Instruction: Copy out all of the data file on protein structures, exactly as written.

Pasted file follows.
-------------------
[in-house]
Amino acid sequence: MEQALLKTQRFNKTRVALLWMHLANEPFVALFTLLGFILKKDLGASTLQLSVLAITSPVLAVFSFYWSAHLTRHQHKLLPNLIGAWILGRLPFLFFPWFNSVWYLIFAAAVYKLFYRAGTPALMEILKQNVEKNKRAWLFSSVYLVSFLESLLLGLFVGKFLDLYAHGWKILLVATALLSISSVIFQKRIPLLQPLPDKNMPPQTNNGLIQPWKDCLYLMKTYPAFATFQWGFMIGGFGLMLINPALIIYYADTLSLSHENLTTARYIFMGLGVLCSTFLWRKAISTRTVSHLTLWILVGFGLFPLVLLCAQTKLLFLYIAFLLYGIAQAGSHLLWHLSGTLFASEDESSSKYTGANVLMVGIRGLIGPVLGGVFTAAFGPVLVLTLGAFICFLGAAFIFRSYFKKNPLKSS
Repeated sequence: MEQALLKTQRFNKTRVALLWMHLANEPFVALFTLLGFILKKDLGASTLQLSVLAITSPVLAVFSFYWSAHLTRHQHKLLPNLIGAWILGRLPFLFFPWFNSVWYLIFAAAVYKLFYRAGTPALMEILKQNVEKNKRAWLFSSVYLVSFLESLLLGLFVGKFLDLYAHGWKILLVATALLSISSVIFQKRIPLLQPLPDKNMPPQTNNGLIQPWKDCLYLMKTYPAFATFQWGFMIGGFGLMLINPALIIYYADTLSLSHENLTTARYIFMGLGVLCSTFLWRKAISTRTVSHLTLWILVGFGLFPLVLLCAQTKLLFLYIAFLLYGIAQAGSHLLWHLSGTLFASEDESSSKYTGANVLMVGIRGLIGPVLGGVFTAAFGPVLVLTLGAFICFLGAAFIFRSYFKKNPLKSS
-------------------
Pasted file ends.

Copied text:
[in-house]
Amino acid sequence: MEQALLKTQRFNKTRVALLWMHLANEPFVALFTLLGFILKKDLGASTLQLSVLAITSPVLAVFSFYWSAHLTRHQHKLLPNLIGAWILGRLPFLFFPWFNSVWYLIFAAAVYKLFYRAGTPALMEILKQNVEKNKRAWLFSSVYLVSFLESLLLGLFVGKFLDLYAHGWKILLVATALLSISSVIFQKRIPLLQPLPDKNMPPQTNNGLIQPWKDCLYLMKTYPAFATFQWGFMIGGFGLMLINPALIIYYADTLSLSHENLTTARYIFMGLGVLCSTFLWRKAISTRTVSHLTLWILVGFGLFPLVLLCAQTKLLFLYIAFLLYGIAQAGSHLLWHLSGTLFASEDESSSKYTGANVLMVGIRGLIGPVLGGVFTAAFGPVLVLTLGAFICFLGAAFIFRSYFKKNPLKSS
Repeated sequence: MEQALLKTQRFNKTRVALLWMHLANEPFVALFTLLGFILKKDLGASTLQLSVLAITSPVLAVFSFYWSAHLTRHQHKLLPNLIGAWILGRLPFLFFPWFNSVWYLIFAAAVYKLFYRAGTPALMEILKQNVEKNKRAWLFSSVYLVSFLESLLLGLFVGKFLDLYAHGWKILLVATALLSISSVIFQKRIPLLQPLPDKNMPPQTNNGLIQPWKDCLYLMKTYPAFATFQWGFMIGGFGLMLINPALIIYYADTLSLSHENLTTARYIFMGLGVLCSTFLWRKAISTRTVSHLTLWILVGFGLFPLVLLCAQTKLLFLYIAFLLYGIAQAGSHLLWHLSGTLFASEDESSSKYTGANVLMVGIRGLIGPVLGGVFTAAFGPVLVLTLGAFICFLGAAFIFRSYFKKNPLKSS